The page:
Periodic striations on beryllium and tungsten surfaces by indirect femtosecond laser irradiation

Periodic striations on beryllium and tungsten surfaces by indirect femtosecond laser irradiation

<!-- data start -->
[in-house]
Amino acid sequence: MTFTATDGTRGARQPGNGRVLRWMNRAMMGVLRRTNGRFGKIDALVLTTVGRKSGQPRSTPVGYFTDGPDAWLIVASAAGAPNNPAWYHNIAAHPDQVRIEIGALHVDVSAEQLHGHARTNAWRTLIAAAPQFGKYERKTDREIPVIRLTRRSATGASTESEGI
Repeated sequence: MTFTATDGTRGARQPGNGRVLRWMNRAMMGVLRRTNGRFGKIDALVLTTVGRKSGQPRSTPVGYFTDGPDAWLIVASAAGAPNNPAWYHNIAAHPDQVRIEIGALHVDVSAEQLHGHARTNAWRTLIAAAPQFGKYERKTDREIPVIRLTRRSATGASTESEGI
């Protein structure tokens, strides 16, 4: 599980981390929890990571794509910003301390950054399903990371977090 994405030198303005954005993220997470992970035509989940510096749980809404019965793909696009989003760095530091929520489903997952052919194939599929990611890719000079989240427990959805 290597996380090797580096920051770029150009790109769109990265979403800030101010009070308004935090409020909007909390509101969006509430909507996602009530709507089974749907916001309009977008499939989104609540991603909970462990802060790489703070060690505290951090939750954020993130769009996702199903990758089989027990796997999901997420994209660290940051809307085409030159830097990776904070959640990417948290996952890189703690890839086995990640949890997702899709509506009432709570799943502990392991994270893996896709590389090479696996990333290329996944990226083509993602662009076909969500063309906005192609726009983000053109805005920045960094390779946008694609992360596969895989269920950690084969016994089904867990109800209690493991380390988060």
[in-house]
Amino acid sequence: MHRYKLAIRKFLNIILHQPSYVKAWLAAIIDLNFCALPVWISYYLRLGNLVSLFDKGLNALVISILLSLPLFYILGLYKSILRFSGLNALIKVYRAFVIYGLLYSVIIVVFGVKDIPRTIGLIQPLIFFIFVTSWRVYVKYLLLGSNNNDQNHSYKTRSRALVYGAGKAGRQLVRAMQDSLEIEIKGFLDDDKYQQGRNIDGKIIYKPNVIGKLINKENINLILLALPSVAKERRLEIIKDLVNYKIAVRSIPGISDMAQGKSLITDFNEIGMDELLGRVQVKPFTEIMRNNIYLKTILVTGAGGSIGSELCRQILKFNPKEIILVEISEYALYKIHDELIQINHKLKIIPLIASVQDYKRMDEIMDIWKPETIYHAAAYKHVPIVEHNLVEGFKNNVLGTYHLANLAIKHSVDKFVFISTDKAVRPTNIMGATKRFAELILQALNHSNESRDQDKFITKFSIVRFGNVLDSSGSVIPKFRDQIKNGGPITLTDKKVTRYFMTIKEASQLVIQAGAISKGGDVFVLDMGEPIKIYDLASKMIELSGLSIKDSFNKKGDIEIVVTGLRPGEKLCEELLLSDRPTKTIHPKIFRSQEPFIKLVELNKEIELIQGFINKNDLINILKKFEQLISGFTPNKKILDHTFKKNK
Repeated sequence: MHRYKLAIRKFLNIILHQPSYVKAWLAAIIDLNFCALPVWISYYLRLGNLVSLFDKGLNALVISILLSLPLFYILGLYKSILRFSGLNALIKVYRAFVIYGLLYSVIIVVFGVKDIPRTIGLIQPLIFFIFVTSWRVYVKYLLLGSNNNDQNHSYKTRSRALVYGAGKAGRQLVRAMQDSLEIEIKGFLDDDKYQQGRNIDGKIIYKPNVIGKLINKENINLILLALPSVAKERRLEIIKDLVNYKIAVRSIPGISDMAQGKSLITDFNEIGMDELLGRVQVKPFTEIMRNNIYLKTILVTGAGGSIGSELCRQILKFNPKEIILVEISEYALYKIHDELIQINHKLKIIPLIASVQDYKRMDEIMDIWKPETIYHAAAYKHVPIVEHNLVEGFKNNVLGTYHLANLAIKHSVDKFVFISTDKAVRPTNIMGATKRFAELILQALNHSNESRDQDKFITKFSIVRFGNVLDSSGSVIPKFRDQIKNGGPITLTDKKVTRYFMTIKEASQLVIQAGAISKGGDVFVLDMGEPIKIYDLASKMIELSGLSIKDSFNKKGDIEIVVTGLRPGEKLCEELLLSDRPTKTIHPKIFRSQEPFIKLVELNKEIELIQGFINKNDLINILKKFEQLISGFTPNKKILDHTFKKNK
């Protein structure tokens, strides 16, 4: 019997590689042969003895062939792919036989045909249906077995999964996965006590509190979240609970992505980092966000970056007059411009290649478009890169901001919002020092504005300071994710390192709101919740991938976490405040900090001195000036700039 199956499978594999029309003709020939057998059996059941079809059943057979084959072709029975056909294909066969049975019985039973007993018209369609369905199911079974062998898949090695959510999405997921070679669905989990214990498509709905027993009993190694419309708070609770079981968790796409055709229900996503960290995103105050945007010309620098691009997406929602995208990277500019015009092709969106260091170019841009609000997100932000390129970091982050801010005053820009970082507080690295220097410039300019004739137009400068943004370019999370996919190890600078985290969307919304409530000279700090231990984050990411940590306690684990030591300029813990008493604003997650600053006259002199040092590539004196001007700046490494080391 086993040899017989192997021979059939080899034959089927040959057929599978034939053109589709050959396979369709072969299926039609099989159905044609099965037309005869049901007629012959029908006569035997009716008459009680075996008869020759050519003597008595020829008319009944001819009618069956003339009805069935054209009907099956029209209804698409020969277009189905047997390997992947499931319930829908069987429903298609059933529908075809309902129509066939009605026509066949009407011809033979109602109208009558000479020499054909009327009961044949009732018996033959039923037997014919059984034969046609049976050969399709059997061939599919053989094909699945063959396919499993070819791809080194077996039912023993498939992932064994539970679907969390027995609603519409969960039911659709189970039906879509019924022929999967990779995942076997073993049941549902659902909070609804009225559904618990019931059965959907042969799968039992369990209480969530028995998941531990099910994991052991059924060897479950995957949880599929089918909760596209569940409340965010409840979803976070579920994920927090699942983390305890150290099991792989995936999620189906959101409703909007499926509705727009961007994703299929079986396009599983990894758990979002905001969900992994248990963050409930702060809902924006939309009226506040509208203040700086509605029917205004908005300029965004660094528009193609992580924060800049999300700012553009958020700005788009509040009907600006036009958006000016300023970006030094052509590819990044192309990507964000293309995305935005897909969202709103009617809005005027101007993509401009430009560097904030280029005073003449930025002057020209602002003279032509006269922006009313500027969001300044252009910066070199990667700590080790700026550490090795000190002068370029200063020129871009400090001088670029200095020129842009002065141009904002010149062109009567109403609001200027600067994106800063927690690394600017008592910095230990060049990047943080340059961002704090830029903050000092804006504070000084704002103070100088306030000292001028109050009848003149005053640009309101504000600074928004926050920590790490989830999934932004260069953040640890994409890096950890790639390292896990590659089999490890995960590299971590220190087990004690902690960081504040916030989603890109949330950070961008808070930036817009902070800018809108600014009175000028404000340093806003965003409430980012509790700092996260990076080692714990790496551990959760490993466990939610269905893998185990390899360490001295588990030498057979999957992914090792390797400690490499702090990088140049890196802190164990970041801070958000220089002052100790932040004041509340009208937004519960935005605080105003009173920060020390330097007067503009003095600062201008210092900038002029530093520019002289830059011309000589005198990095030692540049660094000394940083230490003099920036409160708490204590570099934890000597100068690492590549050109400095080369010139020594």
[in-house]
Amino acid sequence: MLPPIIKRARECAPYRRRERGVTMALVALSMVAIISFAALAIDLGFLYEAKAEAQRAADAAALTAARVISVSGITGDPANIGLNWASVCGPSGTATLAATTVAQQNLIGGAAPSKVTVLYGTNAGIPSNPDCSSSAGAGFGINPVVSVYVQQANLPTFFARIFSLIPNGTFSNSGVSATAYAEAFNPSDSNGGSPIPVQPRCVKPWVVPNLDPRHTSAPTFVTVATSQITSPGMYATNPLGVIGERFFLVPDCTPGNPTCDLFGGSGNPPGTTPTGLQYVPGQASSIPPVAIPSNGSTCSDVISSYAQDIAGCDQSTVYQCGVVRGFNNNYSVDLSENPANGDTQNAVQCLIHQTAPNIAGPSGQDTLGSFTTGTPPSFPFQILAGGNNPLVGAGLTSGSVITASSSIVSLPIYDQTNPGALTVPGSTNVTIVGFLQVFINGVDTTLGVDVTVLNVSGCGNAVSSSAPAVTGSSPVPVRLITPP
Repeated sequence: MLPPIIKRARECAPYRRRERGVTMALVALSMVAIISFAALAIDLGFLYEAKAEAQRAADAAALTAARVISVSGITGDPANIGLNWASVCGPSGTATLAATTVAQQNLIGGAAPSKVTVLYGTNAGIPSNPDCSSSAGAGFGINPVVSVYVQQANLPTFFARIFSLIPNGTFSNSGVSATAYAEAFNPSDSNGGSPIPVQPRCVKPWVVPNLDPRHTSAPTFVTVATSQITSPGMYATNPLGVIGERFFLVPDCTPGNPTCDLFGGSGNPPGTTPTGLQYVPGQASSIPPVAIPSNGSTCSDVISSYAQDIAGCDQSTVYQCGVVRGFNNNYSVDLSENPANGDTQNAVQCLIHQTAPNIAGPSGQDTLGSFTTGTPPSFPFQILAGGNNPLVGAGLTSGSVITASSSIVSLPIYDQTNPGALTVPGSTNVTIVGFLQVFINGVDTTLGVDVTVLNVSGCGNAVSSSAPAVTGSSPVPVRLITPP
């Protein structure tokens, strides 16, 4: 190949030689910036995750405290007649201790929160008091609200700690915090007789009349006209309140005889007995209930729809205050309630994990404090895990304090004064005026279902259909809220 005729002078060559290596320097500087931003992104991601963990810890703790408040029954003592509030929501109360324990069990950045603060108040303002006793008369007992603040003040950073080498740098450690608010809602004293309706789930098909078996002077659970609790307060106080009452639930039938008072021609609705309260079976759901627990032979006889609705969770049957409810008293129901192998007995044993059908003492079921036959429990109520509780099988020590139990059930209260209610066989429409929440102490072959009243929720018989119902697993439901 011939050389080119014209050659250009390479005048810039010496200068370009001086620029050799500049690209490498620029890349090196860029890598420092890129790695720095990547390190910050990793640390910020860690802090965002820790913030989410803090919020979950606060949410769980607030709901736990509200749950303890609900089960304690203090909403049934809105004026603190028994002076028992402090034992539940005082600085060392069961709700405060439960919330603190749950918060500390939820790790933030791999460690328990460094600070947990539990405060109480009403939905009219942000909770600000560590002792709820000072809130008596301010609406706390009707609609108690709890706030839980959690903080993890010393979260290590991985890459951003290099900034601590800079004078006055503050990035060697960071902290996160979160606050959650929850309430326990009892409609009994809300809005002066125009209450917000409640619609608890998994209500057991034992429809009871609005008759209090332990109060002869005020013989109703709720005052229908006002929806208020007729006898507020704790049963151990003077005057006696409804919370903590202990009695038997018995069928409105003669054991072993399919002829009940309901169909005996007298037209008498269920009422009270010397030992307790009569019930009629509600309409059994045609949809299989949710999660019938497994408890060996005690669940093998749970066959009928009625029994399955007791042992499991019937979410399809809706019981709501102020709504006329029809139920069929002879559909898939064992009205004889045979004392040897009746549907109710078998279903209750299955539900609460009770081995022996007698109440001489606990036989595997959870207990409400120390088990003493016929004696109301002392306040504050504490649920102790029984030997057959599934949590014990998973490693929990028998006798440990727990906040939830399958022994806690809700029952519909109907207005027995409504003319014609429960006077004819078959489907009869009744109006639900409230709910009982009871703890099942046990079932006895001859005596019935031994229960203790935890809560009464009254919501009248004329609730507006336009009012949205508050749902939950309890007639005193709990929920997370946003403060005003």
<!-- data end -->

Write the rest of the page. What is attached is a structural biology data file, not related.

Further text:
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  Periodic striations on beryllium and tungsten surfaces by indirectfemtosecond laser irradiation C. P. Lungu, C. M. Ticos¸, a) C. Poros¸nicu, I. Jepu, M. Lungu, A. Marcu, C. Luculescu,G. Cojocaru, D. Ursescu, R. B  anici, and G. R. Ungureanu  National Institute for Laser, Plasma and Radiation Physics, 077125 Bucharest, Romania (Received 20 October 2013; accepted 27 February 2014; published online 11 March 2014)Femtosecond laser pulses with  k ¼ 800nm were focused in air at one atmosphere and in deuterium(D) at low pressure. Submicron periodic structures were observed on surfaces made of Be, W and amixture of Be-W immersed in these gases and placed nearly parallel with the laser beam, at300 l m from the focal spot. In air, no structures were observed on Be. For the Be-W mixture, theperiodic structures were uniform and parallel when formed in D but irregular in air. In this last casethe striations were organized into small patches of 1 to 2  l m in size. V C  2014 AIP Publishing LLC .[]The quest for finding materials which can withstandhigh heat fluxes and resist to bombardment of ionized par-ticles, neutrons and photons is a key topic in fusion technol-ogy. Be and W are so far among the best candidates and arealready used for building the first wall or the divertor of tokamaks. 1 Each of these materials has advantages and dis-advantages. While Be is a low Z material and has less poten-tial to contaminate with impurities the hot magneticallyconfined plasma, W has a low sputtering rate, a low absorp-tion rate of D and T and a high melting temperature. Theneed to understand the behavior of these materials under extreme conditions of temperatures and particle fluxes is of paramount importance for designing and building the futurelarge fusion machines such as ITER. 2 Testing of these mate-rials has been conducted at several facilities by recreating atbest the conditions present in a fusion plasma. 3,4 Layers of Be and W qualitatively compatible with fusiontechnology can be deposited on different substrates using athermionic vacuum arc plasma. 5,6 Here, a heated filament in-stalled at the cathode produces an electron beam which isfocused on a small piece of the metal which will be coated(e.g., Be, W, etc.) and located at the anode. After intenseelectron bombardment the metal at the anode heats up untilit melts and eventually it vaporizes. By applying a high volt-age between the anode and cathode a bright plasma isformed in the vapors of the metal which is further depositedon a substrate positioned close enough to the electrodes. 7 In this Letter, we report on the results of exposing coat-ings made of Be, W, and a mixture of Be-W to a plasmaformed in D and air by focusing high power ultrashort laser pulses. The gas breakdown was possible due to the high laser intensity obtained in the focal spot. Surprisingly, we observedthe appearance of periodic striations after firing a relativelylarge number of laser pulses, between 30 and 300. Periodicstructures are routinely observed when the laser beam isaimed directly at the surface. Here however the laser beam isapproximately parallel to the surface, as shown in Fig. 1(a).The craters created by the plasma on the surfaces and shownin Fig. 1(b) were imaged with a scanning electron microscope(SEM). Their shape is elongated, in accordance with thepropagation direction of the beam. Their size clearly dependson the number of laser pulses: more pulses lead to the forma-tion of larger craters. The samples were produced in-houseby coating thin rectangular chips with a size 12  15mm andmade of high density graphite with Be and W using thethermionic vacuum arc. 5 – 7 The coatings had a good uniform-ity and thickness of about 2 l m. For the sample containingboth Be and W, the weight percentage was ’ 50%–50%.Laser induced periodic surface structures (LIPSSs) wereintensely investigated lately. They were produced by directlaser irradiation on different metals such as Au and Pt, 8 Al, 9 stainless steel and Ni, 10 Ti and Mo, 11 and W. 12 – 15 Besidesmetals, LIPSS were observed on semiconductors. 16 In mostreports the laser had  k ¼ 800nm and the width of the FIG. 1. (a) The laser beam is focused in a spot with diameter   /  near thesamples coated with Be, W, and a mixture of W-Be; (b) SEM images of cra-ters on the Be surface produced in air after firing 10 3 , 300, 100, and 30 laser pulses, respectively. The arrow indicates the laser beam direction. a) Electronic mail: 0003-6951/2014/104(10)/101604/4/$30.00  V C  2014 AIP Publishing LLC 104 , 101604-1 APPLIED PHYSICS LETTERS  104 , 101604 (2014)  This article is copyrighted as indicated in the article. Reuse of AIP content is subject to the terms at: Downloaded to IP: On: Tue, 11 Mar 2014 13:44:06  structures varied between tens and hundreds of nanometersdepending on the number of laser pulses and fluence whichwas changed in a wide range from 0.07J/cm 2 (Refs. 11 and12) to 0.16J/cm 2 (Ref. 10) and from 2.5 to 7J/cm 2 . 13,14 Irradiation of the gas near the samples was carried outwith single and multiple laser pulses using the 17 TW Ti-Saphire system called TEWALAS. The laser system employsthe chirped pulse amplification technique for delivering ultra-short pulses. The laser pulses had the following parameters:duration 70 fs, energy per pulse 6 mJ, repetition rate 10Hzand p polarization. The laser beam was focused by a plane-convex lens with 300mm focal length. The lens was made of fused silica and antireflex coated for an optimum broadbandbetween 700nm and 900nm. Its diameter was 75mm whilethe incident laser beam had 18mm at FWHM. The spatialprofile of the laser beam was Gaussian. The diameter of thefocusing spot was about 200 l m resulting in a laser fluence of 19.1J/cm 2 . The beam made a 3  angle with the surface of thesamples and was focused in their vicinity inside the gas, at adistance of 300 l m from the surface, as shown in Fig. 1(a).The laser beam propagated in vacuum from the compressor to the samples which were inserted in a small target chamber provided with viewports. The samples were mounted on amovable mechanical support which could be adjusted in thehorizontal plane and along a vertical direction. The role of the target chamber was twofold in the experiments: first itallowed the immersion of the sample in different gases at acontrolled pressure (including vacuum) and secondly it con-tained the debris resulted from the interaction of the producedlaser-plasma with the surfaces. The Be dust is known to be ahealth hazard. The experiments were carried out in air atatmospheric pressure and in D at 20Torr. D was chosen tosimulate a tokamak plasma.The exposed samples of Be and W to air plasma areshown in Fig. 2. In Figs. 2(a) – 2(c), we can observe the la- mellar pattern of the Be surface consisting in overlappedstacks of a few hundreds of nm in size. This structure is typi-cal for Be coatings obtained by vapor deposition or byplasma arc. This initial structure starts to change morphologyin c) and takes a granular aspect in d). The average size of agranule is in the tens of nanometers range. Due to the pro-longed exposure to laser-produced plasma (i.e., over 300shots) the granulation becomes more dense and eventuallymelts forming small droplets at the top of a fiber-like net-work, in Fig. 2(f). No sign of surface arrangement is seen atany time during the shots. W has a more homogeneous as-pect after 1 or 10 shots, as seen in Figs. 2(g) and 2(h). A pat- tern of elongated structures starts to emerge after 30 shotsshown in Fig. 2(i). This pattern evolves into a clear and welldelimited periodic structure shown in Figs. 2(k) and 2(l). The surface looks as if composed of aligned rod-shapedstructures of hundred of nanometers or even 1  l m in length.The average spatial periodicity is K ¼ 400nm and 270nm af-ter 300 and 10 3 shots, respectively.The situation is somehow different in D for both metals.For Be, after 1 shot the sample surface has small granules, of a few nanometers in size, in Fig. 3(a). After 100 shots, a pat-tern with rather wide irregular striations is observed on thesurface, as shown in Fig. 3(d). The average spacing betweenthe striations is K  330nm. After 300 shots, the striations arereplaced by large granules which eventually melt and becomemore homogeneous after 1000 shots, in Figs. 3(e) and 3(f), respectively. In the case of W immersed in D, only after about300 shots a pattern of striations becomes clearly visible with K ¼ 360nm, as seen in Fig. 3(k). The striations become nar-rower in Fig. 3(l), where K ¼ 290nm, after 1000 shots.The most interesting situation is seen in the case of sam-ples containing the mixture Be-W. In air after 1 to 30 shotsthe surface is dominated by large micron size particles, asshown in Figs. 4(a) – 4(c). In Fig. 4(c), the microparticles are covered with nanometer size protuberances, probably becauseof the surface melting. After 100 shots, these large micropar-ticles have a tendency of organization into planar strips, aspresented in Figs. 4(d) and 4(e). The formation of periodic structure is more visible after 1000 shots where stacks of 5 to10 elongated microparticles are well delimitated by wide anddeep trenches. The average spatial periodicity is  K ¼ 400nmafter 300 shots and remains the same after 10 3 shots.An example of how the periodicity  K  has been inferredis presented in Fig. 5. Here, Fig. 5(a) shows the spatial two- dimensional Fourier transform (2-d FT) of the surface madeof Be-W exposed to 30 shots of D plasma. The first pair of dominant peaks excepting the origin in Fig. 5(b) clearlyshows a cyclic pattern with K ¼ 370nm.The experimental findings demonstrate that the forma-tion of striations depends on the type of material, the ambientgas and the number of laser shots. It appears that D is a morefavorable gas than air as demonstrated by Fig. 3(d), whichshows Be striations, compared to its analogous Fig. 2(d) FIG. 2. Exposed Be samples in (a) to (f) and W samples in (g) to (l) in air atatmospheric pressure after 1, 10, 30, 100, 300, and 1000 shots, respectively. 101604-2 Lungu  et al.  Appl. Phys. Lett.  104 , 101604 (2014)  This article is copyrighted as indicated in the article. Reuse of AIP content is subject to the terms at: Downloaded to IP: On: Tue, 11 Mar 2014 13:44:06  where no surface periodicity can be observed. Furthermore,in the case of W clearly defined striations are observed after 300 shots in D compared to 1000 shots in air, as seen in Figs.3(k) and 2(i), respectively. Concerning the surface made of  the Be-W mixture the striations are perfectly aligned andparallel after only 30 shots in D, as seen in Figs. 4(i) and4(j), compared to the results obtained in air shown in Figs.4(c) and 4(d). An important observation is that  K  decreaseswith the number of laser shots for W in air and D, and for thecomposite Be-W in D, keeping the other parametersunchanged. In the case of the Be-W samples exposed in air,once the periodic structures were formed K did not vary withthe number of laser shots, at least in the limit set by our experiment of 10 3 shots.The morphology of the analyzed striations is similar tothat observed in experiments which used a laser beam inci-dent on a W target. 12,14,15 Vorobyev and Guo 12 reported aperiod  K ¼ 289nm in air at  k ¼ 400nm and a fluence of 0.35J/cm 2 , while at  k ¼ 800nm the period depended on thenumber of laser shots: K ¼ 560nm after 40 shots and 470nmafter 800 shots, respectively, at a fluence of 0.44J/cm 2 , con-cluding that  K  k = 2. In our case, the laser beam does not hitthe sample surface and the measured period is in the range K ¼ 290nm to 400nm for both W and Be, thus  K  k = 2. Onthe other hand, ripples with periodicity  K ¼ 30 to 100nm  k ¼ 800nm were observed for a higher fluence of 3J/cm 2 and after 10 shots. 13 Several mechanisms for producing striations by indirectlaser irradiation are being analyzed. For the laser parameters,we infer a power density of    5  10 14 W/cm 2 . The laser power   P las ¼ 86GW is well above the Kerr-induced filamenta-tion threshold in air   P  Kerr  ¼ 1.9GW. 17 At the same time  P las   P rel , where  P rel  17 ( x  /  x  p ) [GW] 18 is the relativisticself-focusing threshold,  x  is the laser frequency and  x  p  is theplasma frequency. The possibility that the striations couldbe produced by the plasma waves created in gas andimpinging on the surface is ruled out since  k  p ð l m Þ 3 : 3  10 10 n e ð cm  3 Þ  1 = 2 , where  k  p  is the wavelength of plasmawaves and  n e  is the electron density of plasma. For the laser fluence and power density of our experiment, we expect  n e  10 18 cm  3 resulting in  k  p  1  l m. Another scenario is thatthe laser light is scattered off the plasma towards the surface.The laser pulse can be subjected to Raman or Brillouin FIG. 3. Exposed Be samples in (a) to (f) and W samples in (g) to (l) in D at20Torr after 1, 10, 30, 100, 300, and 1000 shots, respectively.FIG. 4. Exposed samples made of Be-W mixture in air in (a) to (f) and in Din (g) to (l), after 1, 10, 30, 100, 300, and 1000 shots, respectively.FIG. 5. (a) 2-d FT of the image shown in Fig. 4(i) and (b) spatial periodicityof striations. 101604-3 Lungu  et al.  Appl. Phys. Lett.  104 , 101604 (2014)  This article is copyrighted as indicated in the article. Reuse of AIP content is subject to the terms at: Downloaded to IP: On: Tue, 11 Mar 2014 13:44:06  instabilities and side-scattered at large angles relative to theincident direction. However, the growth times calculated for the conditions of our experiment are ’ 10  12 s and  ’ 10  11 sfor the two cases, 18,19 respectively, thus a few orders of mag-nitude longer than the pulse duration. Finally, it has beenshown that filamentation of a short laser pulse in air can leadto conical emission and a spectral angular dispersion due tononlinear frequency conversion in the formed plasma. 17,20 Moreover, while conical emission is weaker than the filamentcore, it can contain a fraction (in the tens of percents) of theincident beam energy. 21 A fraction of 10% of the incidentlaser pulse would correspond to about 1.9J/s. If we consider the solid angle 0.4 p  of the irradiated area (  4  10 4 l m 2 ) rel-ative to a uniform energy distribution in 2 p , then the fluenceof   ’ 0.38J is in agreement with previous reports of directirradiation. 12 The mechanism for surface striations can been explainedas the result of interference between the incident laser beamand the surface plasmons although neither Be and nor Whave the real part of the dielectric permittivity negative: e W  ¼ 5.22 þ i 19.44 (Ref. 22) and  e  Be ¼ 2.7 þ i 2.8 (Ref. 23) at k ¼ 800nm. Other factors such as surface roughness andtransfer of heat from the plasma to the surface during the rip-ple formation have to be accounted for. 24 In conclusion, striations were observed on the surface of samples made of Be, W and a mixture of Be-W immersed inair at atmospheric pressure and in D at 20Torr after exposureto plasma created by focusing a high power ultrashort laser pulses within the nearby gas, at 300 l m from the surfaces.The morphology of the surface structures is similar to thatobserved in experiments with direct laser irradiation of thesurfaces. For a coating made of Be-W, the striations werelocalized within areas of 1 to 2 l m well delimited from eachother. This observation could be of interest for the creationof surfaces with variable morphology at the micron level inwhich periodic structures alternate with regions with no par-ticular structuring.This work was supported by a grant of the RomanianNational Authority for Scientific Research, CNCS— UEFISCDI, Project No. PN-II-ID-PCE-2011-3-0522. 1 C. Thomser, V. Bailescu, S. Brezinsek, J. W. Coenen, H. Greuner, T.Hirai, J. Linke, C. P. Lungu, H. Maier, G. Matthews, Ph. Mertens, R. Neu,V. Philipps, V. Riccardo, M. Rubel, C. Ruset, A. Schmidt, I.Uytdenhouwen, and JET EFDA Contributors, Fusion Sci. Technol.  62 (1),1 (2012), available at 2 R. A. Pitts, S. Carpentier, F. Escourbiac, T. Hirai, V. Komarov, A. S.Kukushkin, S. Lisgo, A. Loarte, M. Merola, R. Mitteau, A. R. Raffray, M.Shimada, and P. C. Stangeby, J. Nucl. Mater.  415 (Suppl. 1), S957 (2011). 3 A. Schmidt, T. Hirai, S. Keusemann, M. R € odig, G. Pintsuk, J. Linke, H.Maier, V. Riccardo, G. F. Matthews, M. Hill, and H. Altmann, Phys. 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